Sunday, July 15, 2007

Random Werewolf Thoughts

1981 holds a place in my heart as the best year ever for werewolf movies. Three of the best werewolf movies ever made -- The Howling, Wolfen, and An American Werewolf in London -- were all released that year.

The Howling, based on the novel of the same name by Gary Brandner, was released in April, 1981. From IMDB: "Eye-popping special effects highlight an updated werewolf story. TV newswoman, Karen White, [played by Dee Wallace, who also played the mother in Cujo - kw] goes on a retreat after a traumatic incident with a serial killer. But is she really safe? And what should she fear more: regaining her memory or the creepy residents of "The Colony?"

Wolfen, based on the novel by Whitley Strieber, was released in July, 1981. It featured the best cast of the three movies, with Albert Finney, Edward James Olmos and Gregory Hines. From IMDB: " A city cop [Finney] is assigned to solve a bizarre set of violent murders where it appears that the victoms were killed by animals. In his pursuit he learns of an Indian legend about wolf spirits."

An American Werewolf in London, directed by John Landis (Animal House, The Blues Brothers) was released in August, 1981, and is the best-made of the three. It stars David Naughton ("I drink Dr. Pepper and I'm proud...") and Griffin Dunne, who plays Naughton's best friend and werewolf victim who keeps returning, in a hilariously ever-more-decomposing state. From IMDB: "Two American students are on a walking tour of England and are attacked by a Werewolf. One is killed, the other is mauled. The Werewolf is killed, but reverts to it's human form, and the townspeople are able to deny it's existence. The surviving student begins to have nightmares of hunting on 4 feet at first, but then finds that his friend and other recent victims appear to him, demanding that he find a way to die to release them from their curse, being trapped between worlds because of their unnatural death."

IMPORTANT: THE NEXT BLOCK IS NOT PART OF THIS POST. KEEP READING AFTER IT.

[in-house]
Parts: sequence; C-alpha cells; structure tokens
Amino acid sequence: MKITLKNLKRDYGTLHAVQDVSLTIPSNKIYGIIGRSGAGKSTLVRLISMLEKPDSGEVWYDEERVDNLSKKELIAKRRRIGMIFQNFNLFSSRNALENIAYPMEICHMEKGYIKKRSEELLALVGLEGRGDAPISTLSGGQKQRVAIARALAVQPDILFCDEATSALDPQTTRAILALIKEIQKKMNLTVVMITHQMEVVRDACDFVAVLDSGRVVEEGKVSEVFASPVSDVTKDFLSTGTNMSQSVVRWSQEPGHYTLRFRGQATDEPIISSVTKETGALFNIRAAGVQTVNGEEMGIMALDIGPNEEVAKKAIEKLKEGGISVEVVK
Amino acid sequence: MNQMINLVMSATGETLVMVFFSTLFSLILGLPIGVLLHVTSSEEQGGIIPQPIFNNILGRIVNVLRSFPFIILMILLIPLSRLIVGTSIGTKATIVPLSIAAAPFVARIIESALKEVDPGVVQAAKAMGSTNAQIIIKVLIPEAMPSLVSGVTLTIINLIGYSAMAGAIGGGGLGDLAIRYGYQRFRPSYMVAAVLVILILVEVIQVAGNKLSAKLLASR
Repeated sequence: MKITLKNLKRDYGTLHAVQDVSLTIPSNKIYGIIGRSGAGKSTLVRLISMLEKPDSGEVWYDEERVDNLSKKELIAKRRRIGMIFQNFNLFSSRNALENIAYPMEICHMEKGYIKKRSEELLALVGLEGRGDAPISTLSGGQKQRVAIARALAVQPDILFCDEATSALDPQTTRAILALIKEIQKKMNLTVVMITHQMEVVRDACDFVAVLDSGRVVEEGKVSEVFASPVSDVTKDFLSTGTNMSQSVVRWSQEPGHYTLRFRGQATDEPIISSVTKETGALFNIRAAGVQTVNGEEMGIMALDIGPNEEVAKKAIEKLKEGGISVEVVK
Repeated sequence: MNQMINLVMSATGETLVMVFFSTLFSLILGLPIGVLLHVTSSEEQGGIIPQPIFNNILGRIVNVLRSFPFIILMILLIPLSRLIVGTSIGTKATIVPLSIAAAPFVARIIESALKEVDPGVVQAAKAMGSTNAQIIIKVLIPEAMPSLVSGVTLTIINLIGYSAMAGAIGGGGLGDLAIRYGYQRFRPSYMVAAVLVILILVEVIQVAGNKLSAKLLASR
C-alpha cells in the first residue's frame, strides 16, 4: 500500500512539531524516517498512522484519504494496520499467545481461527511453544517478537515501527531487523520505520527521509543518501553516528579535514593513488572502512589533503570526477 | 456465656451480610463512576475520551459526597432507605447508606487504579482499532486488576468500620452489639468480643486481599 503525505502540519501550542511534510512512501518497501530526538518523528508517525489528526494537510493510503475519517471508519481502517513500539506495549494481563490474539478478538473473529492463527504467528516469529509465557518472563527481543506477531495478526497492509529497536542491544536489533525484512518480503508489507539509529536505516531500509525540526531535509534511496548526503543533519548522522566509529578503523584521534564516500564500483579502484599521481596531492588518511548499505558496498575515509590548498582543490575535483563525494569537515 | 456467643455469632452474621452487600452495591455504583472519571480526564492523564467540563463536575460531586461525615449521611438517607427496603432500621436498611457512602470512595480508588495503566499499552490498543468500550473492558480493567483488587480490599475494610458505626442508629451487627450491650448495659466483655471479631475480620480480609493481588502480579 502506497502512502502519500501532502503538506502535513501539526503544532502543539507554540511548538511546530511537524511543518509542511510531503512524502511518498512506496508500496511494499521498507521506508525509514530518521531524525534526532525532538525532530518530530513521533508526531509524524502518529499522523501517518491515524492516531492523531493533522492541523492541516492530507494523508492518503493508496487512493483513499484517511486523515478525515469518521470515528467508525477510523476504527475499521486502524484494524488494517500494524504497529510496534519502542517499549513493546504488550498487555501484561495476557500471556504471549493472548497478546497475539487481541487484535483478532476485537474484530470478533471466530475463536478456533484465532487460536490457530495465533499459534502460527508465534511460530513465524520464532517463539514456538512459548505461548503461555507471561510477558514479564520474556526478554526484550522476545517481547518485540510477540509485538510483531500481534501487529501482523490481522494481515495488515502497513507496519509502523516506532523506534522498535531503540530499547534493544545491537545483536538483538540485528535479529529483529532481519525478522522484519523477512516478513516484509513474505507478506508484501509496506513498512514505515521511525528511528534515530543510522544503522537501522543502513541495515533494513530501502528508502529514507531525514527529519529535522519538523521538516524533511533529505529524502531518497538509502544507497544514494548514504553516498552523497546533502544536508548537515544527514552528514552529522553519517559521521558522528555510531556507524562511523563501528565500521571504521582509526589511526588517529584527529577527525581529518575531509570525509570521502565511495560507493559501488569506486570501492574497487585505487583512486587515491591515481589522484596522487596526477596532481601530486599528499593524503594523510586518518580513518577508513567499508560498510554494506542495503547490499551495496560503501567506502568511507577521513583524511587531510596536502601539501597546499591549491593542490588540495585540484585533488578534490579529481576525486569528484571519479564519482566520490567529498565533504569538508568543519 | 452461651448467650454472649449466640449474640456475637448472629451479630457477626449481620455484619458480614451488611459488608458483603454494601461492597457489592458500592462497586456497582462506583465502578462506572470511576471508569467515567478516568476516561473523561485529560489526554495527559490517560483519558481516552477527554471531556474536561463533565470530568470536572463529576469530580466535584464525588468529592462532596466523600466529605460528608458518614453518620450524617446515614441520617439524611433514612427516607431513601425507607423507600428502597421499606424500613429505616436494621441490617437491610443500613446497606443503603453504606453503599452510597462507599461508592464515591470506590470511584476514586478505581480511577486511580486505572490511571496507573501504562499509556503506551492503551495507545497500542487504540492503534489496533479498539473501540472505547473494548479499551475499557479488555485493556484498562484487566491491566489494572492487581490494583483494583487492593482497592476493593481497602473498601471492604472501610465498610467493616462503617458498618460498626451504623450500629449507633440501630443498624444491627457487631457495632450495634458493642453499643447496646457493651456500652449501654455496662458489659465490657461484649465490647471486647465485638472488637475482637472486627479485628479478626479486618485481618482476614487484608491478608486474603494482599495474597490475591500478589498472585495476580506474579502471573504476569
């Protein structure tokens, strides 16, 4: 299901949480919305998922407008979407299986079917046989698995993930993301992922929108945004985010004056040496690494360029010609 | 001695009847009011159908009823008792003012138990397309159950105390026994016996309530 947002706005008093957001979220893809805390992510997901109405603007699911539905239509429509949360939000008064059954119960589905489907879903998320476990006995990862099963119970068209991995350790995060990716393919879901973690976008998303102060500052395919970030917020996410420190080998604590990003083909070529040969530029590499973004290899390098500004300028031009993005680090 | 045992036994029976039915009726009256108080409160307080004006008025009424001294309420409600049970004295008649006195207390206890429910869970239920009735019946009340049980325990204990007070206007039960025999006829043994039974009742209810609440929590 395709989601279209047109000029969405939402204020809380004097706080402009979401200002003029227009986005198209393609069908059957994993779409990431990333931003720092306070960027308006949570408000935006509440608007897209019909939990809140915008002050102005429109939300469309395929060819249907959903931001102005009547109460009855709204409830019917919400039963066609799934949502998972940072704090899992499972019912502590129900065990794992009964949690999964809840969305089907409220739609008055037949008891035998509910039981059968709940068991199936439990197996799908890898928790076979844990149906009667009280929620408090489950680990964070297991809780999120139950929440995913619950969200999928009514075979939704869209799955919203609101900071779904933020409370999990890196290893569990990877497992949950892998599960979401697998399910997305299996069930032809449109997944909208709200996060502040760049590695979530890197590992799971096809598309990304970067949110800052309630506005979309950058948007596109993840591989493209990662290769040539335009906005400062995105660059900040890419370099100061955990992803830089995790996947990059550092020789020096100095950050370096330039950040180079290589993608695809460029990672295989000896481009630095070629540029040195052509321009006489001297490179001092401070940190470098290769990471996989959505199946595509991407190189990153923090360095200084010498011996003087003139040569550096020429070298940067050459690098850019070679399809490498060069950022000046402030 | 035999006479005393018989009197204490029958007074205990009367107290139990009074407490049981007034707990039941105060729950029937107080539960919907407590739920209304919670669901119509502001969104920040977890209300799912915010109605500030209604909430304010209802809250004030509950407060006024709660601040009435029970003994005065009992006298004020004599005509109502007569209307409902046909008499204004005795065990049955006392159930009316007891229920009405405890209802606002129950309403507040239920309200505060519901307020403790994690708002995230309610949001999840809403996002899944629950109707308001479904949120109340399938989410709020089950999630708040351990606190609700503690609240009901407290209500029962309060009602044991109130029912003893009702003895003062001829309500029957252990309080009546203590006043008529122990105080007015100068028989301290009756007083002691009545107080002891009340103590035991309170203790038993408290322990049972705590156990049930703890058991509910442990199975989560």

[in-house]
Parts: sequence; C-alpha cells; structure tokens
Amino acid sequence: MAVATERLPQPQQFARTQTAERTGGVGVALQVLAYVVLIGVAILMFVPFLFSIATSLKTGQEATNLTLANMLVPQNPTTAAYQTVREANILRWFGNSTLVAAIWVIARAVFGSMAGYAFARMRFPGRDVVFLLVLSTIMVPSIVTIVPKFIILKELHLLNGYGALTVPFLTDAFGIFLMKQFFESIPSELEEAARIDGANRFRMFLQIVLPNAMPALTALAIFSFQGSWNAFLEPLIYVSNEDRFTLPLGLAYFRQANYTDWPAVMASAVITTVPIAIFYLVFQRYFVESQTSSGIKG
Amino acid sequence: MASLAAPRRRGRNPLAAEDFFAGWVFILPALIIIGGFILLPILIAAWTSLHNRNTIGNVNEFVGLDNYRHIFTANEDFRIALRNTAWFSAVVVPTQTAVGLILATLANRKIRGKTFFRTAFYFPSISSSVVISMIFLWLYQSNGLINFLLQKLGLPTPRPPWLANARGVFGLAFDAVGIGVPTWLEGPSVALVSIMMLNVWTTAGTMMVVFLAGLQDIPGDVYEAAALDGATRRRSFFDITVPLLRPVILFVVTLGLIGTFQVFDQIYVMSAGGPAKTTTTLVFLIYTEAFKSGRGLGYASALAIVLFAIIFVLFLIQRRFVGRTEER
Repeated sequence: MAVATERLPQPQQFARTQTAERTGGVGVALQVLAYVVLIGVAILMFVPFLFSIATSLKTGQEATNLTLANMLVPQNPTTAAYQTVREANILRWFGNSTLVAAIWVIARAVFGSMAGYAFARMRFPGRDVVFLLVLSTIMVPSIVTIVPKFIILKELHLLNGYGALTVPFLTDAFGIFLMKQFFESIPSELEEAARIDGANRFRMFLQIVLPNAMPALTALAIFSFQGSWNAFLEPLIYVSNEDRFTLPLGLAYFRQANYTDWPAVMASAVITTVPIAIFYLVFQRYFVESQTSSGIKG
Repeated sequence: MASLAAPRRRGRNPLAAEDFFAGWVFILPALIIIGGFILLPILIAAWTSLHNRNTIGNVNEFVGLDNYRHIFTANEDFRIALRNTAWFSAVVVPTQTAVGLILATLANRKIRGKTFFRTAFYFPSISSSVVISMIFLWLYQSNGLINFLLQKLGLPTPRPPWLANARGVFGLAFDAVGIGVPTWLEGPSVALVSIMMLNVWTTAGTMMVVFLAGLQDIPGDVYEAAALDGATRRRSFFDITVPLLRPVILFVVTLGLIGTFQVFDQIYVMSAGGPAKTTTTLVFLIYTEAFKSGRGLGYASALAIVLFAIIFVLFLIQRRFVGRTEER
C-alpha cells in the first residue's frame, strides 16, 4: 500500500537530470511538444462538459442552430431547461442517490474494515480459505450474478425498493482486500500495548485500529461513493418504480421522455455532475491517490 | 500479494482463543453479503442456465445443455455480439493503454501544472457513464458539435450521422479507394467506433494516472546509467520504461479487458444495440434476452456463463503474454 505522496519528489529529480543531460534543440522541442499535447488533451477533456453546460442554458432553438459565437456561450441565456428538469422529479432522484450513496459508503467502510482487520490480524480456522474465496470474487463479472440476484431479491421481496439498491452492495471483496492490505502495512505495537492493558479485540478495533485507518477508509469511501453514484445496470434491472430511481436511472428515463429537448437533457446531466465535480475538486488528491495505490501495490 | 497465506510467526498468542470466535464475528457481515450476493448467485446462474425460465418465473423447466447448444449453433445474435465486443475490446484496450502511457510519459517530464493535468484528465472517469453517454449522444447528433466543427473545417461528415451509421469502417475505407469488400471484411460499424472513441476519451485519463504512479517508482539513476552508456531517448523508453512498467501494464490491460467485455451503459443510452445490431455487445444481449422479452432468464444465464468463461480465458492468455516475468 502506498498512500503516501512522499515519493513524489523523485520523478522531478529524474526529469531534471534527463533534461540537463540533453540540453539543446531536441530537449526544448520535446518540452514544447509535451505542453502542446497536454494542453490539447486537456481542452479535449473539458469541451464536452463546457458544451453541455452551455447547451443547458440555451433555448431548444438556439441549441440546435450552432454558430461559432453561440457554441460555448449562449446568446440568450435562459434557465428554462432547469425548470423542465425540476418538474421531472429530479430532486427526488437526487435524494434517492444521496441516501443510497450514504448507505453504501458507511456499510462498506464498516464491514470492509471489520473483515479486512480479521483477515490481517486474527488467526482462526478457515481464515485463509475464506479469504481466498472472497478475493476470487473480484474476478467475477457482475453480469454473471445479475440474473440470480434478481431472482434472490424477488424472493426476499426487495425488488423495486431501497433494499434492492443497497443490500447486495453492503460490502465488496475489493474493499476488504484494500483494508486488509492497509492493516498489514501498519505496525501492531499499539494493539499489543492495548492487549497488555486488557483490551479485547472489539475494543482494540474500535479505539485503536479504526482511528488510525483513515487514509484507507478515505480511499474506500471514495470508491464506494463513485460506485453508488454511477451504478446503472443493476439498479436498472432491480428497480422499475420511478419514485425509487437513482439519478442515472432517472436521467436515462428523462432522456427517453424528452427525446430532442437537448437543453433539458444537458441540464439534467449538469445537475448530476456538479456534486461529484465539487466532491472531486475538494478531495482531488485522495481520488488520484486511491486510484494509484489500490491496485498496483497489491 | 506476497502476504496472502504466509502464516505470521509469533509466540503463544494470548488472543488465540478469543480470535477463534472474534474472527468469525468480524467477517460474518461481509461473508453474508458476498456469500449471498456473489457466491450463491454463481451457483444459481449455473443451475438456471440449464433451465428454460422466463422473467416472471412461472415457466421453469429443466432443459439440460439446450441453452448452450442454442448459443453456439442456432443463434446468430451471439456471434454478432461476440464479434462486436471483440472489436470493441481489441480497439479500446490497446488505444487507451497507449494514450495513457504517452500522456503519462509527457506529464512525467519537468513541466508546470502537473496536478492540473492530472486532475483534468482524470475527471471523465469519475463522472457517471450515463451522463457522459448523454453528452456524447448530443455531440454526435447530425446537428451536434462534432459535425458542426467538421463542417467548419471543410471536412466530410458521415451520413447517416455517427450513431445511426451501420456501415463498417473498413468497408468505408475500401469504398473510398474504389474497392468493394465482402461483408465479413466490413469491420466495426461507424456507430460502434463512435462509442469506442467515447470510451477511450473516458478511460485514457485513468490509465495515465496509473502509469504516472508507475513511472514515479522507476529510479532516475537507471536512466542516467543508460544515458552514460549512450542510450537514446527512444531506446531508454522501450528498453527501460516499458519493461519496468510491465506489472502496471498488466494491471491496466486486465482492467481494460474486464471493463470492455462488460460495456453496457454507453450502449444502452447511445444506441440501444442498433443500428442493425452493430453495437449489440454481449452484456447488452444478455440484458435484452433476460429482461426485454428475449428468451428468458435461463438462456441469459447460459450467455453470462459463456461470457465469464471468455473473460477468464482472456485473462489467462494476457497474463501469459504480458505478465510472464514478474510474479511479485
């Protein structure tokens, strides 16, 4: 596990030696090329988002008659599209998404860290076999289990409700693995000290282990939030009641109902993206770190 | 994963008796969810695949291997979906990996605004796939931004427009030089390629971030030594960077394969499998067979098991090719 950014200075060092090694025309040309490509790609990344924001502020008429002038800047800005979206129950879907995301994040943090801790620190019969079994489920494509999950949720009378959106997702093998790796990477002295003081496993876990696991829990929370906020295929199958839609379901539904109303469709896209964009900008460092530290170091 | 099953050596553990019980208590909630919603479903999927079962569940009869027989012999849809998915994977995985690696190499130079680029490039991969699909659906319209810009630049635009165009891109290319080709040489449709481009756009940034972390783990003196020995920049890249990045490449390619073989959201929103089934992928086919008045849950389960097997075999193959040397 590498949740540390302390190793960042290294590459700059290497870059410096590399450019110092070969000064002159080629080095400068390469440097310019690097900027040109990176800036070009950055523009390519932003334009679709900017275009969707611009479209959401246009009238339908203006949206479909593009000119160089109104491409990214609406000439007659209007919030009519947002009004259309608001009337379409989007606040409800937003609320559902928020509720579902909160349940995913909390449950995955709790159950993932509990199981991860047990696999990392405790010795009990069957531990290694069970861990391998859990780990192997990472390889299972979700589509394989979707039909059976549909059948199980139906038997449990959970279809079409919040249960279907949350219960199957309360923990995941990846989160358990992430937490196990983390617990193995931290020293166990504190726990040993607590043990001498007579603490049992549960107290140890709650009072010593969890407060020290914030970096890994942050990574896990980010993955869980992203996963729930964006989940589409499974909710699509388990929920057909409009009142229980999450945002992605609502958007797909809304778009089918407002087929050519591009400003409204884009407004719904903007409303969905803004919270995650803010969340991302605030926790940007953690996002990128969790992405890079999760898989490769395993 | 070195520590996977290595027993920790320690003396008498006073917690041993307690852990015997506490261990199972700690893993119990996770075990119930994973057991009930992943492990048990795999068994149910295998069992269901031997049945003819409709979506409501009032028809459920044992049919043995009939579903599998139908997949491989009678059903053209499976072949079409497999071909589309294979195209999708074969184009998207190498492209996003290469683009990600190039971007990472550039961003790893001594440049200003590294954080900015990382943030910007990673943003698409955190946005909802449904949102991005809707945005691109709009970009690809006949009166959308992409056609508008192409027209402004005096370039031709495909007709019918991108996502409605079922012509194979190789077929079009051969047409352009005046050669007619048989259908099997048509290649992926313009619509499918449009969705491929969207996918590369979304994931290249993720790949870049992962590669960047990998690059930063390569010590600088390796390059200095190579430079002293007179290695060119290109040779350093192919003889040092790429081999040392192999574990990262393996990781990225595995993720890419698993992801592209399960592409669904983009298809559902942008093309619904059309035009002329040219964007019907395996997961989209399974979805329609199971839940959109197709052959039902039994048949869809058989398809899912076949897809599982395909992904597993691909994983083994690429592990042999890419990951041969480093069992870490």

Even though they were released within months of each other, the three movies approach the traditional werewolf legend from different perspectives. If you ever want to have a "werewolf movie weekend," these three have to be on the schedule.


Anonymous said...

1981 was also special to me because I graduated that year.. an "American graduate in Levelland"

Anonymous said...

I once heard a few speeches about werewolves and how to protect yourself. Of course, someone skipped that day. So said person is out of luck if they need werewolf protection...the other KW.

Anonymous said...

Oh by the way... I had just turned eleven in 1981... the younger KW